Dr. Kumakura has received speaking fees from Dainippon Sumitomo Pharma (less than $10,000).
Autoimmune-Associated Hemophagocytic Syndrome
Clinical Characteristics and Treatment Outcomes of Autoimmune-Associated Hemophagocytic Syndrome in Adults
Article first published online: 28 JUL 2014
© 2014 The Authors. Arthritis & Rheumatology is published by Wiley Periodicals, Inc. on behalf of the American College of Rheumatology.
This is an open access article under the terms of the Creative Commons Attribution-NonCommercial-NoDerivs License, which permits use and distribution in any medium, provided the original work is properly cited, the use is non-commercial and no modifications or adaptations are made.
Arthritis & Rheumatology
Volume 66, Issue 8, pages 2297–2307, August 2014
How to Cite
Kumakura, S. and Murakawa, Y. (2014), Clinical Characteristics and Treatment Outcomes of Autoimmune-Associated Hemophagocytic Syndrome in Adults. Arthritis & Rheumatology, 66: 2297–2307. doi: 10.1002/art.38672
- Issue published online: 28 JUL 2014
- Article first published online: 28 JUL 2014
- Accepted manuscript online: 22 APR 2014 12:00AM EST
- Manuscript Accepted: 11 APR 2014
- Manuscript Received: 22 JUN 2013
To better define the clinical characteristics and treatment outcomes of autoimmune-associated hemophagocytic syndrome (AAHS) in adults.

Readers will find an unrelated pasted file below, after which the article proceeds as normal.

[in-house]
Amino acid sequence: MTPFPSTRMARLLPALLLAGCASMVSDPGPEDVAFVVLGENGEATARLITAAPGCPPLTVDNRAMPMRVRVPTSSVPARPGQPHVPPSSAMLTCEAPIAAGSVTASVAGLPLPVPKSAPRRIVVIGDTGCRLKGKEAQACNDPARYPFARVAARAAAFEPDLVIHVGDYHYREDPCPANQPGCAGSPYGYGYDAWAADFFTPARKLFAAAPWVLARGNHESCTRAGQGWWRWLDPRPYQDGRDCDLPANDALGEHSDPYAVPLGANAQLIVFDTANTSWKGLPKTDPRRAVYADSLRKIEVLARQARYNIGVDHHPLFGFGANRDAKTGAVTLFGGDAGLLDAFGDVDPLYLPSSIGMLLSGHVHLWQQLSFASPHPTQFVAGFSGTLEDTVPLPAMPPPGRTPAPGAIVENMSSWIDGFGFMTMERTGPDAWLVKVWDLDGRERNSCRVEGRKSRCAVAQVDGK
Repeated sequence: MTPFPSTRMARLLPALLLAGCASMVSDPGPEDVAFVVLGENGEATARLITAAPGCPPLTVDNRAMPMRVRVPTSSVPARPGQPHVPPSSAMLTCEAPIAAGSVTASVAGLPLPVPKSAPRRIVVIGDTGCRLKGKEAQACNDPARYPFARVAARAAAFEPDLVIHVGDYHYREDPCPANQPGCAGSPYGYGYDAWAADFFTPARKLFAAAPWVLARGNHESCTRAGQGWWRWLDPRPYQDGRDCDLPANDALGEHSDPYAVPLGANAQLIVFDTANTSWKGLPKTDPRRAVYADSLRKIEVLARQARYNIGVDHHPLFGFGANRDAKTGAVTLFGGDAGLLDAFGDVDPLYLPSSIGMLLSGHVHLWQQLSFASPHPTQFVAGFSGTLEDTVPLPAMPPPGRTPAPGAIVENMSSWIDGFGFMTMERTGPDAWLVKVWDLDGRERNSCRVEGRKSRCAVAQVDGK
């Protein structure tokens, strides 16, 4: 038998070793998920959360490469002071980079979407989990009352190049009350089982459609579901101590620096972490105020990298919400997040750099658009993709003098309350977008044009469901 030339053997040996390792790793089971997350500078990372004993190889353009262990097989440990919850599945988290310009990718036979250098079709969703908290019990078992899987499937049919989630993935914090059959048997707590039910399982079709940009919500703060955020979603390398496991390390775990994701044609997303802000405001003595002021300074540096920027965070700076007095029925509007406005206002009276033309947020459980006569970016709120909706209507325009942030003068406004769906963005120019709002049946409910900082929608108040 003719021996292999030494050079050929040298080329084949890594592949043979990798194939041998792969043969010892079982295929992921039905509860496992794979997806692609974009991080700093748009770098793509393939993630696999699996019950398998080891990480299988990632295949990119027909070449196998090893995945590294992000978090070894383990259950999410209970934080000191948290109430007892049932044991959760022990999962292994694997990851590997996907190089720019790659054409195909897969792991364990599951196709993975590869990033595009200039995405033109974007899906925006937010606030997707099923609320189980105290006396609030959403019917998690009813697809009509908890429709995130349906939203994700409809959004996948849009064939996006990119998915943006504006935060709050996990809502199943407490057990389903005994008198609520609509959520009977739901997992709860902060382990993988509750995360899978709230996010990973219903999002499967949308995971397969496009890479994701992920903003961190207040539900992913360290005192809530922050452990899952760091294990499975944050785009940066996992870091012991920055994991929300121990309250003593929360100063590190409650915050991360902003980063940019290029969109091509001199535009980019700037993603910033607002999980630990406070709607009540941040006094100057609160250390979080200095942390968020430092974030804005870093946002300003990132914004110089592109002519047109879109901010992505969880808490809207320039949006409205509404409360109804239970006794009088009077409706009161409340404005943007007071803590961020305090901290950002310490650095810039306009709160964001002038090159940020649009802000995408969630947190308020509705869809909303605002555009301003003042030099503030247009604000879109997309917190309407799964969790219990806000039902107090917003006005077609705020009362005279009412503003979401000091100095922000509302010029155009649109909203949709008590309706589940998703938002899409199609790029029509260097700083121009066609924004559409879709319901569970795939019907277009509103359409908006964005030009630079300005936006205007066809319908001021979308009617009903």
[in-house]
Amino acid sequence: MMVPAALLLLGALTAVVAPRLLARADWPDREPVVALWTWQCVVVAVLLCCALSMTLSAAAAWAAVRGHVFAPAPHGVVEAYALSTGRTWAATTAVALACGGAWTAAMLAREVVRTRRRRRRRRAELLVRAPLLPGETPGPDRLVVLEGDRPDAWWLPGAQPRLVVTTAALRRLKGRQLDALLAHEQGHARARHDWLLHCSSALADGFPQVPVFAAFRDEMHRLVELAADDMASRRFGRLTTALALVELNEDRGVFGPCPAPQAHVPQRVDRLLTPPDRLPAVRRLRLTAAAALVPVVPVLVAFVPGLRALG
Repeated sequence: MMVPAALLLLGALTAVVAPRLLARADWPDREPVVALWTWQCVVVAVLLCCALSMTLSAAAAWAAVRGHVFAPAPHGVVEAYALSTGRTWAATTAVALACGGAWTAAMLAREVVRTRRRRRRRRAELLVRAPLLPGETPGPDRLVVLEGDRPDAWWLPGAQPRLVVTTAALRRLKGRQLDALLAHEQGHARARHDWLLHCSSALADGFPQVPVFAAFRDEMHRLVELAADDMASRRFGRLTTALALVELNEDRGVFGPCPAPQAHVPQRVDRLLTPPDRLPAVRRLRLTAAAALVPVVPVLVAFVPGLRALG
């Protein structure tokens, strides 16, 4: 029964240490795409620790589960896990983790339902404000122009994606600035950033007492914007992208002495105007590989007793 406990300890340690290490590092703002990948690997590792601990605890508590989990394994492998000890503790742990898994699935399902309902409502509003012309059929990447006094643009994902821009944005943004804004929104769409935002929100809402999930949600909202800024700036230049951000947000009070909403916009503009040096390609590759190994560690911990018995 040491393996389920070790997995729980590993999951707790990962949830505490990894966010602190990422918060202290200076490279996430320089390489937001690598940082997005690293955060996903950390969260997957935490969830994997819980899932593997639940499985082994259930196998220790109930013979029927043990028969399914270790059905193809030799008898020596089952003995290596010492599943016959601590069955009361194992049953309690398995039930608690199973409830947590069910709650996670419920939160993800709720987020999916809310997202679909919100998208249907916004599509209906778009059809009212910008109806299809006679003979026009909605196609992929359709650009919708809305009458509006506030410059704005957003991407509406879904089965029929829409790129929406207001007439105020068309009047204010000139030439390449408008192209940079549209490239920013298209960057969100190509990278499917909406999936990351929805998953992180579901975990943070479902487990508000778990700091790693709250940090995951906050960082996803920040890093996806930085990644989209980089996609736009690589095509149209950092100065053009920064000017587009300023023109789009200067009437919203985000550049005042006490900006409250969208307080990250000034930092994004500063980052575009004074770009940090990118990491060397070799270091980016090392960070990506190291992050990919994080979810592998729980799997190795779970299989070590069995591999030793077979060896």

Adults with AAHS (defined as pathologic evidence of hemophagocytosis without any obvious cause other than an autoimmune disease) were identified through a review of the literature.
Among 116 patients identified, underlying diseases included systemic lupus erythematosus (SLE) in 52.3%, adult-onset Still's disease (AOSD) in 26.7%, and dermatomyositis in 6.9%. Fever, lymphadenopathy, hepatomegaly, and splenomegaly were found in 86.8%, 41.0%, 41.8%, and 45.5% of patients, respectively. Cytopenia, liver dysfunction, and hyperferritinemia developed frequently, and coagulopathy was seen in 50.6% of patients. Normal or low C-reactive protein levels were characteristic of patients with underlying SLE. The most commonly used therapy was corticosteroids, which were initially administered in 95.7% of patients, with 57.7% responding. Patients with corticosteroid-refractory disease were usually treated with cyclosporine, intravenous cyclophosphamide (IV CYC), or intravenous immunoglobulin (IVIG), with IV CYC being highly effective. Treatment with biologic agents resulted in favorable effects in the majority of patients. The mortality rate was 12.9%. Male sex (odds ratio [OR] 6.47, 95% confidence interval [95% CI] 2.06–30.39, P < 0.01), dermatomyositis (OR 5.57, 95% CI 1.08–28.65, P < 0.05), and anemia (hemoglobin <8 gm/dl; OR 3.74, 95% CI 1.02–13.8, P < 0.05) were identified as factors associated with mortality.
AAHS is potentially fatal. Corticosteroids are a mainstay of initial treatment. For corticosteroid-refractory disease, IV CYC may be beneficial as compared with cyclosporine or IVIG. Treatment that proceeds directly from corticosteroids to biologic agents is promising.